But the meteorological phenomenon called La Nia, in which the central and eastern Pacific Ocean is getting cooler, means global temperatures will drop slightly this year.
But this year's temperatures would still be way above the average - and we would soon exceed the record year of 1998 because of global warming induced by greenhouse gases.
The phenomenon is sister to the better known El Nio, or the Little Boy, which appears when too little cold water rises to the ocean's surface, causing the planet's temperature to rise and bringing major disruption to weather systems.
La Nia has caused floods in Mozambique, and freezing temperatures in China.
David Parker, research scientist at the Met Office's Hadley Centre, which studies climate change and variation, said La Nia was part of the natural cycle of the world's seas.
"It happens of its own accord, and eventually, when it finishes, the effect wears off and the world's temperature will rise again," he said.
"While it is in effect, the world temperature will cool by a quarter of a degree, which isn't a lot, given that we've had a half to three-quarters of a degree warming already, but it's quite a chunk relative to the global warming we've had so far."
He added that though Britain had not felt the full force of La Nia's influence, it would affect the country's weather.
"It means that the climate will be colder, but it has different effects across the world," he said. "We had a mild winter this year, which to some extent goes along with La Nia.
There's also a greater than average chance of a damper summer – which I think the Met Office has already forecast – but not to the same extent as last summer. In fact, last summer's damp weather was probably connected with La Nia."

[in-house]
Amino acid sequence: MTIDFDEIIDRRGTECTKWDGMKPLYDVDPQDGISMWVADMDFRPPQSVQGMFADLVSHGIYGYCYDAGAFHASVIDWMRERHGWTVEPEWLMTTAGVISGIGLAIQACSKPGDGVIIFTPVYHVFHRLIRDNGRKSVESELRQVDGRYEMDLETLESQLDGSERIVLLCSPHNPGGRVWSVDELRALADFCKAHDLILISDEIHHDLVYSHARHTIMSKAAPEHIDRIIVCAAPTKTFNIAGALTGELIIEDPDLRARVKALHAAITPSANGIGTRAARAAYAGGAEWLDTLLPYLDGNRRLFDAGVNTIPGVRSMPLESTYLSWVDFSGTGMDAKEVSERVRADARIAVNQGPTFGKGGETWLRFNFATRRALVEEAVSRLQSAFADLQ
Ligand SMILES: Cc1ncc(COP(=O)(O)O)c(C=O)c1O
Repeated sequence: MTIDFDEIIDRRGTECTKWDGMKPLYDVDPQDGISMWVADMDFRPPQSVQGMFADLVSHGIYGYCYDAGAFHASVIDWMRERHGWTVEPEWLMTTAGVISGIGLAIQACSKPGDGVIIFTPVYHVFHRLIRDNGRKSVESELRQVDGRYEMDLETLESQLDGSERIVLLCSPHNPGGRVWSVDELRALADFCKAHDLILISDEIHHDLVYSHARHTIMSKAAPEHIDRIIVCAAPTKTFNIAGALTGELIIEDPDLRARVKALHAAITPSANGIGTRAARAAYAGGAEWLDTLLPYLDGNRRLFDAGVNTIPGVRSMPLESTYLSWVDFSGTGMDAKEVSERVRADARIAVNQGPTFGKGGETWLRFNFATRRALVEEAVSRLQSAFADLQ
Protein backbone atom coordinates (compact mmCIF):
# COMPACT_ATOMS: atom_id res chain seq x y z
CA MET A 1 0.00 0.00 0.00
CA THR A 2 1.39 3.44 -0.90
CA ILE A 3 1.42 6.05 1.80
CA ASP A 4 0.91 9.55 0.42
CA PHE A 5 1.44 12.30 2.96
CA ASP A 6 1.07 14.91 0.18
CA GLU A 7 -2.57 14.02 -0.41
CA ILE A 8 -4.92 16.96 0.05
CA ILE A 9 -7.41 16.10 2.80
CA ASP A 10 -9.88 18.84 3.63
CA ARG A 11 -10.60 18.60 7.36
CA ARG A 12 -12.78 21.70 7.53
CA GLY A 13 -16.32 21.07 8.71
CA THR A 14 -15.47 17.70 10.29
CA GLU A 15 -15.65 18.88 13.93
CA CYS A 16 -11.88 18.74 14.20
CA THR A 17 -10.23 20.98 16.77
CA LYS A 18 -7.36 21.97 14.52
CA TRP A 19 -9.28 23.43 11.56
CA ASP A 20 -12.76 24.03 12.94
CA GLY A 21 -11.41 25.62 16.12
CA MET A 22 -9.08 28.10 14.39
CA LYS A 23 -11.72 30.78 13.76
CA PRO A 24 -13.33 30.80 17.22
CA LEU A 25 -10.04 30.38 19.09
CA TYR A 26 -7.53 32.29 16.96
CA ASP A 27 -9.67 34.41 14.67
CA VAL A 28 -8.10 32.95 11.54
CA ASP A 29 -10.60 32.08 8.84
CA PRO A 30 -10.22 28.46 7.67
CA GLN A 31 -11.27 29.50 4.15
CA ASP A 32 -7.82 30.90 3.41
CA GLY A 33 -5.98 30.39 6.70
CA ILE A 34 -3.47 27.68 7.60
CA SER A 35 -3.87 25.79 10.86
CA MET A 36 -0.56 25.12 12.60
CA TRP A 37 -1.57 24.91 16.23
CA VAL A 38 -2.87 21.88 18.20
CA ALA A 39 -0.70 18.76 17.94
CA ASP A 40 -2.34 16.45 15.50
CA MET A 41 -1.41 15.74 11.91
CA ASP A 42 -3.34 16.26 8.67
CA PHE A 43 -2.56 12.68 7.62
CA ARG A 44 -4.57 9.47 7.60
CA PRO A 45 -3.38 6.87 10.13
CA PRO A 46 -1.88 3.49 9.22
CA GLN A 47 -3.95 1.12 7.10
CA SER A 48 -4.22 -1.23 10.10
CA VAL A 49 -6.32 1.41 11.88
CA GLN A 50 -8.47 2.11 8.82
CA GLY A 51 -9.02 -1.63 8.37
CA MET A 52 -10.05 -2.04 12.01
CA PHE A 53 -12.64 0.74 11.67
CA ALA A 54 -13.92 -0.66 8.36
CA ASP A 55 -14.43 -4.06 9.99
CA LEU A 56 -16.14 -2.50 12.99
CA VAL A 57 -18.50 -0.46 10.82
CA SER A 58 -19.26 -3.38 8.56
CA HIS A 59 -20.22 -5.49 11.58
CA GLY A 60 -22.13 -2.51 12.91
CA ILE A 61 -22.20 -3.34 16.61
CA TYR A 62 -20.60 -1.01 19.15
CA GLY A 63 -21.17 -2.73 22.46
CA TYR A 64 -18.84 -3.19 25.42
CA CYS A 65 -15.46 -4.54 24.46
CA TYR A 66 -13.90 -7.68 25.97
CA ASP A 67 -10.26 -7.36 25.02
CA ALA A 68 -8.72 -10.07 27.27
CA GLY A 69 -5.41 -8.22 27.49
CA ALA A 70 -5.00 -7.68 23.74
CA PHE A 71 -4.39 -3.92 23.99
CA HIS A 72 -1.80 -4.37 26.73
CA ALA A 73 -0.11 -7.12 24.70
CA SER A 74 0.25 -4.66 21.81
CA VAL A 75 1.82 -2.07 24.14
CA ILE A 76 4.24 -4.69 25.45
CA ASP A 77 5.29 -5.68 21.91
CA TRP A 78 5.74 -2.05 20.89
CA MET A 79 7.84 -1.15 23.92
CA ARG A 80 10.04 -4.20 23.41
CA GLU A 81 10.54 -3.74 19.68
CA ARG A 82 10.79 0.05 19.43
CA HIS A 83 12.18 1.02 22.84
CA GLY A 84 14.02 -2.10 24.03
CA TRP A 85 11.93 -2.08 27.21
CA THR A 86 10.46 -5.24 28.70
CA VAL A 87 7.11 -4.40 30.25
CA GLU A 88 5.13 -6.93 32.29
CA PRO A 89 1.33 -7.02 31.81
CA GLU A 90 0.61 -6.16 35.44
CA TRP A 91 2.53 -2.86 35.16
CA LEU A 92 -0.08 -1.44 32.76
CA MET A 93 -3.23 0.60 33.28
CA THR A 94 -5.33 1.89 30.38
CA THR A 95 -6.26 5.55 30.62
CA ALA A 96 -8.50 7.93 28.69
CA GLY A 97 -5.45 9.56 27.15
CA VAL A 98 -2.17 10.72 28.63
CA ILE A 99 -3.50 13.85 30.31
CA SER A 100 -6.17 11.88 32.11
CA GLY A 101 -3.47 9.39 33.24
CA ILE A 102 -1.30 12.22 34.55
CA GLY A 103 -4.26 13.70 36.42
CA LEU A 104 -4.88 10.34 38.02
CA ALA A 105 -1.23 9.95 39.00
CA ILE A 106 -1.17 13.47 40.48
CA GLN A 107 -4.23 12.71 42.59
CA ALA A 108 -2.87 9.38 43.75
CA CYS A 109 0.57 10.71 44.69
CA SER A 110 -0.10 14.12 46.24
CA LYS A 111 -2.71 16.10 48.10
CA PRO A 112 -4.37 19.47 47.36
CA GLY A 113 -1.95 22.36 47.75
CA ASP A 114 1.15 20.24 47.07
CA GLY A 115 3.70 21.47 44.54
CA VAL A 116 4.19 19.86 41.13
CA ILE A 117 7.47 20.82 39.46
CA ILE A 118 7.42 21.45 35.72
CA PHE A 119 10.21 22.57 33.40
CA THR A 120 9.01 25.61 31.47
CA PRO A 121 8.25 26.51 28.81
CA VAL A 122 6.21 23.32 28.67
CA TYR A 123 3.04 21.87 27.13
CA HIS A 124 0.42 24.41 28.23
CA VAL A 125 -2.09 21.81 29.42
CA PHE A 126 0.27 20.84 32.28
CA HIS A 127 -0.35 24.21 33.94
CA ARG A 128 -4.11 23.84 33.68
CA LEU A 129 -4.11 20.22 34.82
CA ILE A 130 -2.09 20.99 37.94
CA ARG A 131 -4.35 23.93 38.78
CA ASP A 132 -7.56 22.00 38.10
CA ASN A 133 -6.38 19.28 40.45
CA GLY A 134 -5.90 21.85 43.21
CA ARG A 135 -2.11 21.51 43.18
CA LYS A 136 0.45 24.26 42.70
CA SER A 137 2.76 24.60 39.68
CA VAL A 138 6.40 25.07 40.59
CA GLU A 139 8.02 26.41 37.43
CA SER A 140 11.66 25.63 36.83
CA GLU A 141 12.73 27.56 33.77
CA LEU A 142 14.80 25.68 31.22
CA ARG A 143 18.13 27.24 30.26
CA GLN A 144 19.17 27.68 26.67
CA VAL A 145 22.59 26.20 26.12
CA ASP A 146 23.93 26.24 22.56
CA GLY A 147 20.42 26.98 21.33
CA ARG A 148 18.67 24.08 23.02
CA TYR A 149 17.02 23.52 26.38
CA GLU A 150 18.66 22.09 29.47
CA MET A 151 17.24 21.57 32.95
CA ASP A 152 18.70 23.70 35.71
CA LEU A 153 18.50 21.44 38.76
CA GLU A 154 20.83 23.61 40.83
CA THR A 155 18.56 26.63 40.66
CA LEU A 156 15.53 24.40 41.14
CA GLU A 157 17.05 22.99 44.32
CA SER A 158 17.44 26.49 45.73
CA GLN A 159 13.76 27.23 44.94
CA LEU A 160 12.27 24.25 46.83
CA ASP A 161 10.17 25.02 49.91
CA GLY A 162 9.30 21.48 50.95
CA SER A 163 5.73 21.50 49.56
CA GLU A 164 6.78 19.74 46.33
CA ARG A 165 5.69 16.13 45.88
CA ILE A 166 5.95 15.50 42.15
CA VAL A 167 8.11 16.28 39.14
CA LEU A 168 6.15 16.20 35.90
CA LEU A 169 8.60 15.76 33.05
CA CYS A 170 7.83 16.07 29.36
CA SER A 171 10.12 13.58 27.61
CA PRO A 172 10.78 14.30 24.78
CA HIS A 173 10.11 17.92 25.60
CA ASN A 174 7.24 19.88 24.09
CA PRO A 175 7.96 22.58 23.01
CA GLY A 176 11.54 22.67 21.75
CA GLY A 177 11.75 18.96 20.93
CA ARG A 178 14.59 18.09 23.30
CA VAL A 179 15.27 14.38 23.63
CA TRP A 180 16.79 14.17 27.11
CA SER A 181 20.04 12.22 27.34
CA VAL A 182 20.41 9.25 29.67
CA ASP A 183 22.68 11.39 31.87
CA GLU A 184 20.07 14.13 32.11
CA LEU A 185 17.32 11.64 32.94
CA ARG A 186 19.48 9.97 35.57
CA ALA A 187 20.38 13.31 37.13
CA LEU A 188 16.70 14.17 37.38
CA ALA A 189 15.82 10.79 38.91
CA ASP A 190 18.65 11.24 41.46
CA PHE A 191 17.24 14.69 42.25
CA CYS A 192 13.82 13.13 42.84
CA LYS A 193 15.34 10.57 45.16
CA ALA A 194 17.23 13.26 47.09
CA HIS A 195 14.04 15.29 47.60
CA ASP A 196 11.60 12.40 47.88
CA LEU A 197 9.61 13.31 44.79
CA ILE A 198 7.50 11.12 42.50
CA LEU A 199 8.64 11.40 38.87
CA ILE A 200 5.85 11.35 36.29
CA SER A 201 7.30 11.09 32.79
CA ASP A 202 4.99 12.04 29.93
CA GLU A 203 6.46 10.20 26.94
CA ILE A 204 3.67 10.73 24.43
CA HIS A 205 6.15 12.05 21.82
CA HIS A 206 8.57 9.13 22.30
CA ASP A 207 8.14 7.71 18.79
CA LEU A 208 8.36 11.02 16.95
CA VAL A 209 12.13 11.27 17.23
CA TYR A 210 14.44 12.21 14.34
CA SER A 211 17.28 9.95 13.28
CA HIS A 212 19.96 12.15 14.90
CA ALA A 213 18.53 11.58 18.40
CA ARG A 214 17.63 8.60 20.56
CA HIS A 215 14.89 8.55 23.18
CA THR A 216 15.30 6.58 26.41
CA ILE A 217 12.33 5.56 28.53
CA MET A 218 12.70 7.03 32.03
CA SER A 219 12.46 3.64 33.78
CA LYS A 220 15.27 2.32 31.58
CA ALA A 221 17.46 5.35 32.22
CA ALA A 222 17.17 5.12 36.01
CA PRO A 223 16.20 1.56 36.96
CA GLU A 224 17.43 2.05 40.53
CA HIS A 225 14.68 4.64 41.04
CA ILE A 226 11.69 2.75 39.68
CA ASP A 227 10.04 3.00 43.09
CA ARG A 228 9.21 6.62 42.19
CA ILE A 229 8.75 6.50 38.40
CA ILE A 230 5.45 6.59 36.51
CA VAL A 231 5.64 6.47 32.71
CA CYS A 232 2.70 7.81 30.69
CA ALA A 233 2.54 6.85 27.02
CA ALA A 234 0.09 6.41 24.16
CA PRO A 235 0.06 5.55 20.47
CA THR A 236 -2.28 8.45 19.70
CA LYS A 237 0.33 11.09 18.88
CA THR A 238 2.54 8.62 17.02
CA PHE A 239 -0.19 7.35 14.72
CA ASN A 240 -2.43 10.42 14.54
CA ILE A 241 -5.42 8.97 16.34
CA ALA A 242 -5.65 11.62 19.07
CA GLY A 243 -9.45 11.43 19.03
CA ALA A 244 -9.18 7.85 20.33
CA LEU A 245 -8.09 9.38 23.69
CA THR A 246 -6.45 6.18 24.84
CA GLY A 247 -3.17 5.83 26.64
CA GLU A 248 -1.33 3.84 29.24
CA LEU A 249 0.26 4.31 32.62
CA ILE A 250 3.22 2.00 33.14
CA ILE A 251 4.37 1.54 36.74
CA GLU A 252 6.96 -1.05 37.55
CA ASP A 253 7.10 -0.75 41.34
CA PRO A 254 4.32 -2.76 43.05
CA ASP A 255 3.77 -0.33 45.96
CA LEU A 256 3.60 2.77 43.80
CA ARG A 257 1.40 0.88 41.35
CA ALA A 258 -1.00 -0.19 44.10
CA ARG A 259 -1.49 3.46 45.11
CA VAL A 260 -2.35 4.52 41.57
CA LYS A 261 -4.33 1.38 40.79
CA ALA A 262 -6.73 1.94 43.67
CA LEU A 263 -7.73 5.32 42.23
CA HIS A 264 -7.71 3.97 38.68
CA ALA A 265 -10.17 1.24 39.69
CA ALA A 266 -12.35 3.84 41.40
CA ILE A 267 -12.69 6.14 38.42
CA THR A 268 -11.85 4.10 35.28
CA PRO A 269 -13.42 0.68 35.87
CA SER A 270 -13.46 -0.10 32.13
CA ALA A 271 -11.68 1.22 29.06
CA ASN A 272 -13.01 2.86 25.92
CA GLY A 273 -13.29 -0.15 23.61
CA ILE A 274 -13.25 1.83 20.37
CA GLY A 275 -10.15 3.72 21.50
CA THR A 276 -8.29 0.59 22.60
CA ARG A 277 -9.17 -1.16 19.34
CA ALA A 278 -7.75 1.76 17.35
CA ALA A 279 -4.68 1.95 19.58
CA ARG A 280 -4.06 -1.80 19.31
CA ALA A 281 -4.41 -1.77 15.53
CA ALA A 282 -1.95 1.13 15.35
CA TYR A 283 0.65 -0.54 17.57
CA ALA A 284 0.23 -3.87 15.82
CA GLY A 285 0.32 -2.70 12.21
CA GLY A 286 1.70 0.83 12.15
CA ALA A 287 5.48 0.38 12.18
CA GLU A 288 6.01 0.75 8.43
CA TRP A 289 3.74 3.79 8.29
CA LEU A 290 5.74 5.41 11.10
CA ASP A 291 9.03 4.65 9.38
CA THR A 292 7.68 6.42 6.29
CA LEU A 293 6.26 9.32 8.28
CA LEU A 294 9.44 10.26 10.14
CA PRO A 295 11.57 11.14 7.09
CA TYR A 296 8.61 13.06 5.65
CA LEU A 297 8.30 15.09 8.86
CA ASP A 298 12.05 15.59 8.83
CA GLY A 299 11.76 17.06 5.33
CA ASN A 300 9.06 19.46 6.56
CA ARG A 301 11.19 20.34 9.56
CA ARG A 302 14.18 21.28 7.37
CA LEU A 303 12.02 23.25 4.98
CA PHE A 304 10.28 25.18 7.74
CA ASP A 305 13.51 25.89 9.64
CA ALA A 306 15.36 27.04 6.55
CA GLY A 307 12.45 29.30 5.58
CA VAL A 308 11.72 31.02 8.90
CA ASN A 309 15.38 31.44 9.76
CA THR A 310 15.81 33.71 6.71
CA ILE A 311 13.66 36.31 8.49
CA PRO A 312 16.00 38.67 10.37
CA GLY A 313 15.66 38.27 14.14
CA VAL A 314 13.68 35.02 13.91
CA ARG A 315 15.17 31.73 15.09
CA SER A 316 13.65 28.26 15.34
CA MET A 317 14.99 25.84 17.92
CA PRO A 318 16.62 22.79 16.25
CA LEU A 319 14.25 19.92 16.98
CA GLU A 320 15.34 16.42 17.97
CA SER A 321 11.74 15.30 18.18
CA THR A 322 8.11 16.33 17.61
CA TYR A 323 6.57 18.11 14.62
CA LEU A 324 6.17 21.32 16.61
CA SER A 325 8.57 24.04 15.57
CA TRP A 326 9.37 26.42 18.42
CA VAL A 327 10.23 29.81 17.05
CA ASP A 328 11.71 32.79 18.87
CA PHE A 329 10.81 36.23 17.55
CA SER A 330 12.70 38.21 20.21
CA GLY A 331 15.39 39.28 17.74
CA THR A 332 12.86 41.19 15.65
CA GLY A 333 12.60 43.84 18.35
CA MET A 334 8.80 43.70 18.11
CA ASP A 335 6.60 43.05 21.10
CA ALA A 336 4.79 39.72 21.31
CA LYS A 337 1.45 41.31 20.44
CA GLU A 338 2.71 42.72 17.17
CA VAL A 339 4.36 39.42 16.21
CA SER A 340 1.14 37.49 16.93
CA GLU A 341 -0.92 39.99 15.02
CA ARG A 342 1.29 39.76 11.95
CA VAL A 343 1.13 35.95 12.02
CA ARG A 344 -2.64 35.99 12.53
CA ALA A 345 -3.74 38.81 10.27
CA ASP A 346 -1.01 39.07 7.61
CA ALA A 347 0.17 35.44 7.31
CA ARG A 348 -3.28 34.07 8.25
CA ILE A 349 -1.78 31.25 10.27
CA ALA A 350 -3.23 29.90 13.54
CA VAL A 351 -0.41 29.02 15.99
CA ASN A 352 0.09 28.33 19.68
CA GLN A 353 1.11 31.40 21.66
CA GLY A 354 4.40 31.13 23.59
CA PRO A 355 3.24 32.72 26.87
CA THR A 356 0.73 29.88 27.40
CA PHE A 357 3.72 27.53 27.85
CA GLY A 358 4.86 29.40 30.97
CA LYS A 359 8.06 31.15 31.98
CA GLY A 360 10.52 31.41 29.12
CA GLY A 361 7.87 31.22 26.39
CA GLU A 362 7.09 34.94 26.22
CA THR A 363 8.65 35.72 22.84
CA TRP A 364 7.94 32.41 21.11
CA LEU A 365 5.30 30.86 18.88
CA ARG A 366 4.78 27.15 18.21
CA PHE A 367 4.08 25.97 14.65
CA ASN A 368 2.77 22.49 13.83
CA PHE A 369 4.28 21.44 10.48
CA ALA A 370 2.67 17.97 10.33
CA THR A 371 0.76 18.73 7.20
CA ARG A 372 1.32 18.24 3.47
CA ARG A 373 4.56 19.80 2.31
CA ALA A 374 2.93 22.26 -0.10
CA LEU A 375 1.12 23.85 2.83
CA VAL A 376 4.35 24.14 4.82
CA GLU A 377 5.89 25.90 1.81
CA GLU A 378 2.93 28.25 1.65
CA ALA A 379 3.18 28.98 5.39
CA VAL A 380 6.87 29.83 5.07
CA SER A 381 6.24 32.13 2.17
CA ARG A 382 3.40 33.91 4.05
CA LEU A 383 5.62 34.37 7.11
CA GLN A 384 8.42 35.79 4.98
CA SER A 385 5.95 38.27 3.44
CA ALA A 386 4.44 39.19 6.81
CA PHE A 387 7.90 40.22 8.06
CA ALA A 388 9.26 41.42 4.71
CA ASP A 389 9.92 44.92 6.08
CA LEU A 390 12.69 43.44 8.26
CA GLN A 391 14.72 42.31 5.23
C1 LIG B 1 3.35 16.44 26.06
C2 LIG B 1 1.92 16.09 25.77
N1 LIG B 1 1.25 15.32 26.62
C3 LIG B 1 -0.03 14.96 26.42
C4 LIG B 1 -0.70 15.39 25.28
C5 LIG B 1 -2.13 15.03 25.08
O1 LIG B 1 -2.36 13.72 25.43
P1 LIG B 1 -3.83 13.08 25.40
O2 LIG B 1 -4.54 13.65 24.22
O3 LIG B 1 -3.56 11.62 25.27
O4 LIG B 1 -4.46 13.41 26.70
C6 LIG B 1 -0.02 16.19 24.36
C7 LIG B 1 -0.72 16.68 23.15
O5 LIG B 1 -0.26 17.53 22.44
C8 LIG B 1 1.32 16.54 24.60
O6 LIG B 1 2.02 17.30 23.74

However, Mr Parker said that it was wrong to believe the drop in temperatures meant global warming was not a reality.
"You have to be very careful how you look at these figures; 1998 was an El Nio year. The current temperature was unusually warm for then. Now we have a La Nia and it's unusually cool compared with trends nowadays. If you take a trend over ten years, you don't get a warming, but that's too short a period in which to get a trend."
"In a proper long-term sense we are on a warming trend.
"The expectation is that the temperature of the world is going up and up. There's no evidence that global warming isn't happening."
The World Meteorological Organisation has pointed out that the decade from 1998 to 2007 was the warmest on record. Since the beginning of the 20th century the global average surface temperature has risen by 0.74C.
Dr Neil Wells, senior lecturer in oceanography at the National Oceanography Centre at Southampton University, said: "It is a major event because it is so vast – it is one of the major causes of weather variation. It redistributes heavy rain where you wouldn't expect it. Northern Australia tends to be affected by it. The evidence that climate change has affected it just isn't strong.
"We know this has happened for thousands of years – the flow of the Nile has been recorded as being affected by it – and that it has gone through various long period cycles, but we cannot say that climate change has been affected."